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Which is why I think at the heart of this matter – the heart that the merry trio of hamburger helper governors has missed – is a question of transparency, of consumers’ right to know, of truth in labeling. Something that is labeled as “100% ground beef” shouldn’t contain any finely textured lean beef… which we more accurately ought to call “ammonia bathed offal.” Instead, it should be labeled something like “ground beef with up to X% additives.” 

Again, I’m not saying that this product shouldn’t be allowed to exist on the market. I just think that we have a right to know what has been added to our food and how our food has been processed before we buy it.

 

Trying to Eat Healthy

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Most weeknights, Tawn and I try to eat dinner at home.  Whatever I cook, it almost always includes a salad with lots of vegetables.  This is our attempt to fill up on veggies, rather than on meats and carbs.  Sometimes, I try for something a little fancier like this steak salad with thin slices of American sirloin, roasted red peppers and onions, and shavings of Parmesan cheese.  Most of the time, though, the salads are a little less ambitious.

Weekday breakfasts are also eat at home meals, usually oatmeal with a combination of dried fruits and nuts, sometimes with a little quinoa, which provides some protein to start my day.  Since I work from home, my lunches are also usually eaten at home, often leftovers from dinner the night before.  From time to time, though, I will step out for lunch, stopping most often at a neighborhood ramen shop for some noodles.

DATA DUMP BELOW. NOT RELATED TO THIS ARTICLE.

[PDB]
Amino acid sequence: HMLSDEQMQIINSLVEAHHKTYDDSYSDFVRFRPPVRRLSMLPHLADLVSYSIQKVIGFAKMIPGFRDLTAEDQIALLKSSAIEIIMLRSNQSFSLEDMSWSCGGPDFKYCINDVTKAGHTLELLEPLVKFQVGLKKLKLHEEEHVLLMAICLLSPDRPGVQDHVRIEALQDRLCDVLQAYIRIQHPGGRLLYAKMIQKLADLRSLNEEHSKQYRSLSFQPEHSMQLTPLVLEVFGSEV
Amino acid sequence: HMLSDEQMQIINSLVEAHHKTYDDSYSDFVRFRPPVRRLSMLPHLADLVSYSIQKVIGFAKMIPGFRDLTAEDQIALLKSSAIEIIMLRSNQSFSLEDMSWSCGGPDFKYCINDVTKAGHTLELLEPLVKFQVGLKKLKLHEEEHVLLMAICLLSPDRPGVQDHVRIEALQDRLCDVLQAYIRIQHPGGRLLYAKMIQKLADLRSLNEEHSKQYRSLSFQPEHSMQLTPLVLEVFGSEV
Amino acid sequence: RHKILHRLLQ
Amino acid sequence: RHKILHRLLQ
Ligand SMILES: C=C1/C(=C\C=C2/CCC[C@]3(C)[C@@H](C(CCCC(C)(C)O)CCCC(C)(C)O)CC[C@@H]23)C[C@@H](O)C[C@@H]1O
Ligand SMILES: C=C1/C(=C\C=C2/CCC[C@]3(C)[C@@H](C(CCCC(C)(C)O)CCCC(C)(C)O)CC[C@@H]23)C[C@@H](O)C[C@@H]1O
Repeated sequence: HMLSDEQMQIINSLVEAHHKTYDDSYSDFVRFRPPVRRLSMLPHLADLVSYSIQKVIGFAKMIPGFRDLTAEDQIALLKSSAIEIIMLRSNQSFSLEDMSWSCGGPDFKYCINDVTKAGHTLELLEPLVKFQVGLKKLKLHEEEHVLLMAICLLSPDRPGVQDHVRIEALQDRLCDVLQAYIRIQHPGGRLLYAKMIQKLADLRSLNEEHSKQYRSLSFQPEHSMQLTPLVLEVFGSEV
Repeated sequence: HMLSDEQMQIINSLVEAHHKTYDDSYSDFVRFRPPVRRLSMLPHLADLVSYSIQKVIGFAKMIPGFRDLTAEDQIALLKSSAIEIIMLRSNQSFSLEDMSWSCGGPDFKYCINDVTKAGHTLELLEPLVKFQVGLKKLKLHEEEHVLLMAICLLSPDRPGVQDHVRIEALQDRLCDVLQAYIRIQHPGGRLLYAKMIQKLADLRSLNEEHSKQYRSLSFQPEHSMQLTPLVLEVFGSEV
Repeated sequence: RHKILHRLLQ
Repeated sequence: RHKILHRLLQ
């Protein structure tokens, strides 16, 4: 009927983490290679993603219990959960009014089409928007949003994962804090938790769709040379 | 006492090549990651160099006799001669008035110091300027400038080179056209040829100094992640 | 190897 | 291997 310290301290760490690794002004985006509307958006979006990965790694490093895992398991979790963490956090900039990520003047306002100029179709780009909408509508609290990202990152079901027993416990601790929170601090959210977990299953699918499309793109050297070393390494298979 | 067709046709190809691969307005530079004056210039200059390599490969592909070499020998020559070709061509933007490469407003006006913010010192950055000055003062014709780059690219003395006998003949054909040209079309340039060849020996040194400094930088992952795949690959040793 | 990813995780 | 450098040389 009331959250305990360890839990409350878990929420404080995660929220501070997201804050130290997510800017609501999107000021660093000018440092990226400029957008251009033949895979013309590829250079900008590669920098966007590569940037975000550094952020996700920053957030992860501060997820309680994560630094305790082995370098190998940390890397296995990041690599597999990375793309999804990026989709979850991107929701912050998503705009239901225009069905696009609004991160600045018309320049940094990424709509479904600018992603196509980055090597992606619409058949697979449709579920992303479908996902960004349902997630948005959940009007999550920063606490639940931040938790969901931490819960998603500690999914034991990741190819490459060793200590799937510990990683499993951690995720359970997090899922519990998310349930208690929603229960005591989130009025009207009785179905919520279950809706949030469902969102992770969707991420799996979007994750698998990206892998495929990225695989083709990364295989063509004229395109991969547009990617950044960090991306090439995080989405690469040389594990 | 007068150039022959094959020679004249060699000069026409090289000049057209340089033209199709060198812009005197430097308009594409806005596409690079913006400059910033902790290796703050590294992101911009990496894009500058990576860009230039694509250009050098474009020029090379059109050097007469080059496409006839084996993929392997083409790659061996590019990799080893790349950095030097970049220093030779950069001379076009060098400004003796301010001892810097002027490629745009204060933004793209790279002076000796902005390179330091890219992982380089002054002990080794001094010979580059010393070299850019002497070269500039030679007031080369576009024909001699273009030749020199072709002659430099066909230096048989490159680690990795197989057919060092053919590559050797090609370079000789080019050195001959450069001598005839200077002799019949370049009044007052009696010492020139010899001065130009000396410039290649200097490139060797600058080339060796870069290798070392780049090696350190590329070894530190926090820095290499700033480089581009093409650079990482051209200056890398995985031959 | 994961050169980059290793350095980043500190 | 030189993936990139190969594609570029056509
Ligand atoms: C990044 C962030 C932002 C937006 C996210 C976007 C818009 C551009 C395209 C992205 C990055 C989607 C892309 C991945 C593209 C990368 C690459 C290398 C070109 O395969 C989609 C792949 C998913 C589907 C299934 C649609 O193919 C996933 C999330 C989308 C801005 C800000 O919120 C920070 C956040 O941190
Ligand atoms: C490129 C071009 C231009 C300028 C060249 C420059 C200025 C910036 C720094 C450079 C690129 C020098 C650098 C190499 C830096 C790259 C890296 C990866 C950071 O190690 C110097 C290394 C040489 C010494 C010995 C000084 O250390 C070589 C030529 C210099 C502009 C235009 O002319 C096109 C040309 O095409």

All this weekday eating at home is offset by frequent social events on the weekends, when we end up eating out for most of the meals.  On both Saturday and Sunday this past weekend, we had engagements for lunch and dinner.  The odd calculus of this pattern of socializing is that while my wallet gets thinner, my mid-drift gets thicker.

 

Food in BKK: Beef Noodles on Sukhumvit 16

One of the nice things about knowing Chow, the author of Bangkok’s Top 50 Street Food Stalls, is that I get exciting offers like, “Oh, there’s this really good beef noodle vendor on Sukhumvit Soi 16 I’ve been dying to go back to.  When are you free?”  To paraphrase Renée Zellweger’s character in Jerry Maguire, “You had me at beef noodle.”

Sukhumvit Soi 16 is this stubby little street near the intersection of Sukhumvit and Asoke Ratchadapisek Roads.  It branches off Asoke about 100 meters down from the main intersection and then forms the back exit for all of the office buildings and condominiums that line Asoke Ratchadapisek Road, overlooking the beautiful Benjakiti Park next to the Queen Sirikit Convention Center.